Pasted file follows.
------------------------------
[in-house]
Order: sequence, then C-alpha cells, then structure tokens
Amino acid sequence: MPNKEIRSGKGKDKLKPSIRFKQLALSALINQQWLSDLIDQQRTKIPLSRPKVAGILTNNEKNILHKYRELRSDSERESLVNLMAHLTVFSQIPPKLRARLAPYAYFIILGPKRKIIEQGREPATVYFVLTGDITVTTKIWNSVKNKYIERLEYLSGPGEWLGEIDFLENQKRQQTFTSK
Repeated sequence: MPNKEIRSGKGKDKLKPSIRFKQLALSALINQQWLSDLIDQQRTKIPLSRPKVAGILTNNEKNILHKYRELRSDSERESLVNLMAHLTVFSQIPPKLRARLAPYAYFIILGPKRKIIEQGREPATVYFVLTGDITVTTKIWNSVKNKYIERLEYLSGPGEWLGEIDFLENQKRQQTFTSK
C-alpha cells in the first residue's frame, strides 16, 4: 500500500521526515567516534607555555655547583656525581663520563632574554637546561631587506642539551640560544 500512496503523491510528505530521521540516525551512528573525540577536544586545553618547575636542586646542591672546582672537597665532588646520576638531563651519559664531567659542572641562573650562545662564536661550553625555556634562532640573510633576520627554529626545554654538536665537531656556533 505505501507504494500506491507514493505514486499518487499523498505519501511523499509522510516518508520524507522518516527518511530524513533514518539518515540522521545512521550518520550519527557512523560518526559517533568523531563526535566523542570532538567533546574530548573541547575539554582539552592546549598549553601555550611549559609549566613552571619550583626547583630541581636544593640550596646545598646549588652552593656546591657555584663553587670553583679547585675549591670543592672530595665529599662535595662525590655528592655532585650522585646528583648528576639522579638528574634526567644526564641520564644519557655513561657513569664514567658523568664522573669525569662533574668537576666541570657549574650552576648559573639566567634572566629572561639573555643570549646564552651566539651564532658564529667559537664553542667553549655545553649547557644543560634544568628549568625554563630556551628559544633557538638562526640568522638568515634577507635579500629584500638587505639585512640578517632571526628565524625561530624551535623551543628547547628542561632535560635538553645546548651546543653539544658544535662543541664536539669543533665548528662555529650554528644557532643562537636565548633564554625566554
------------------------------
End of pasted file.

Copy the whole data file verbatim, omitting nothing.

[in-house]
Order: sequence, then C-alpha cells, then structure tokens
Amino acid sequence: MPNKEIRSGKGKDKLKPSIRFKQLALSALINQQWLSDLIDQQRTKIPLSRPKVAGILTNNEKNILHKYRELRSDSERESLVNLMAHLTVFSQIPPKLRARLAPYAYFIILGPKRKIIEQGREPATVYFVLTGDITVTTKIWNSVKNKYIERLEYLSGPGEWLGEIDFLENQKRQQTFTSK
Repeated sequence: MPNKEIRSGKGKDKLKPSIRFKQLALSALINQQWLSDLIDQQRTKIPLSRPKVAGILTNNEKNILHKYRELRSDSERESLVNLMAHLTVFSQIPPKLRARLAPYAYFIILGPKRKIIEQGREPATVYFVLTGDITVTTKIWNSVKNKYIERLEYLSGPGEWLGEIDFLENQKRQQTFTSK
C-alpha cells in the first residue's frame, strides 16, 4: 500500500521526515567516534607555555655547583656525581663520563632574554637546561631587506642539551640560544 500512496503523491510528505530521521540516525551512528573525540577536544586545553618547575636542586646542591672546582672537597665532588646520576638531563651519559664531567659542572641562573650562545662564536661550553625555556634562532640573510633576520627554529626545554654538536665537531656556533 505505501507504494500506491507514493505514486499518487499523498505519501511523499509522510516518508520524507522518516527518511530524513533514518539518515540522521545512521550518520550519527557512523560518526559517533568523531563526535566523542570532538567533546574530548573541547575539554582539552592546549598549553601555550611549559609549566613552571619550583626547583630541581636544593640550596646545598646549588652552593656546591657555584663553587670553583679547585675549591670543592672530595665529599662535595662525590655528592655532585650522585646528583648528576639522579638528574634526567644526564641520564644519557655513561657513569664514567658523568664522573669525569662533574668537576666541570657549574650552576648559573639566567634572566629572561639573555643570549646564552651566539651564532658564529667559537664553542667553549655545553649547557644543560634544568628549568625554563630556551628559544633557538638562526640568522638568515634577507635579500629584500638587505639585512640578517632571526628565524625561530624551535623551543628547547628542561632535560635538553645546548651546543653539544658544535662543541664536539669543533665548528662555529650554528644557532643562537636565548633564554625566554